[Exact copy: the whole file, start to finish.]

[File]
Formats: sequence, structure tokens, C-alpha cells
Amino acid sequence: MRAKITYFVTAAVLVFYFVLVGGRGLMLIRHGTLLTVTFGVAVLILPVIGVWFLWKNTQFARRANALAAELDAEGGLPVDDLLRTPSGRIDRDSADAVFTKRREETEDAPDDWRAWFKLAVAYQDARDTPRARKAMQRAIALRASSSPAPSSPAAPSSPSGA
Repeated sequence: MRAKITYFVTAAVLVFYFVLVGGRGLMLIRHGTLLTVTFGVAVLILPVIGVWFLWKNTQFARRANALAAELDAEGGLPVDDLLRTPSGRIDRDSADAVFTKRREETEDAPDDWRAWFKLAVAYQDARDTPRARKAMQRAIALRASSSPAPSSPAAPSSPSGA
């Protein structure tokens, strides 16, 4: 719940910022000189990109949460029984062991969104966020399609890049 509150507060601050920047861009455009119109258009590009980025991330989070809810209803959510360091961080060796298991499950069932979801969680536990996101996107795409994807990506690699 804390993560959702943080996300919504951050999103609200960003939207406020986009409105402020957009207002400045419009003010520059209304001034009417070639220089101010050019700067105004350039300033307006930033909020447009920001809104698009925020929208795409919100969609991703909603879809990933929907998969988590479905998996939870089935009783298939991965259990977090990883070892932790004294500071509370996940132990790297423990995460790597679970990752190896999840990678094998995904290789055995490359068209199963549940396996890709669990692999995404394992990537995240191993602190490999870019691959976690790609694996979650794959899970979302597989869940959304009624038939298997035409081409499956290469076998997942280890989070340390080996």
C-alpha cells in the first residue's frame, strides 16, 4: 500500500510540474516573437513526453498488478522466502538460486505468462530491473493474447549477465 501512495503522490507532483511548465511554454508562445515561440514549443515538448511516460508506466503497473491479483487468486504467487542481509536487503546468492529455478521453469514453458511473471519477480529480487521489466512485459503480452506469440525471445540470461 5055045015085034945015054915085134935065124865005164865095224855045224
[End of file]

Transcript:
Formats: sequence, structure tokens, C-alpha cells
Amino acid sequence: MRAKITYFVTAAVLVFYFVLVGGRGLMLIRHGTLLTVTFGVAVLILPVIGVWFLWKNTQFARRANALAAELDAEGGLPVDDLLRTPSGRIDRDSADAVFTKRREETEDAPDDWRAWFKLAVAYQDARDTPRARKAMQRAIALRASSSPAPSSPAAPSSPSGA
Repeated sequence: MRAKITYFVTAAVLVFYFVLVGGRGLMLIRHGTLLTVTFGVAVLILPVIGVWFLWKNTQFARRANALAAELDAEGGLPVDDLLRTPSGRIDRDSADAVFTKRREETEDAPDDWRAWFKLAVAYQDARDTPRARKAMQRAIALRASSSPAPSSPAAPSSPSGA
């Protein structure tokens, strides 16, 4: 719940910022000189990109949460029984062991969104966020399609890049 509150507060601050920047861009455009119109258009590009980025991330989070809810209803959510360091961080060796298991499950069932979801969680536990996101996107795409994807990506690699 804390993560959702943080996300919504951050999103609200960003939207406020986009409105402020957009207002400045419009003010520059209304001034009417070639220089101010050019700067105004350039300033307006930033909020447009920001809104698009925020929208795409919100969609991703909603879809990933929907998969988590479905998996939870089935009783298939991965259990977090990883070892932790004294500071509370996940132990790297423990995460790597679970990752190896999840990678094998995904290789055995490359068209199963549940396996890709669990692999995404394992990537995240191993602190490999870019691959976690790609694996979650794959899970979302597989869940959304009624038939298997035409081409499956290469076998997942280890989070340390080996």
C-alpha cells in the first residue's frame, strides 16, 4: 500500500510540474516573437513526453498488478522466502538460486505468462530491473493474447549477465 501512495503522490507532483511548465511554454508562445515561440514549443515538448511516460508506466503497473491479483487468486504467487542481509536487503546468492529455478521453469514453458511473471519477480529480487521489466512485459503480452506469440525471445540470461 5055045015085034945015054915085134935065124865005164865095224855045224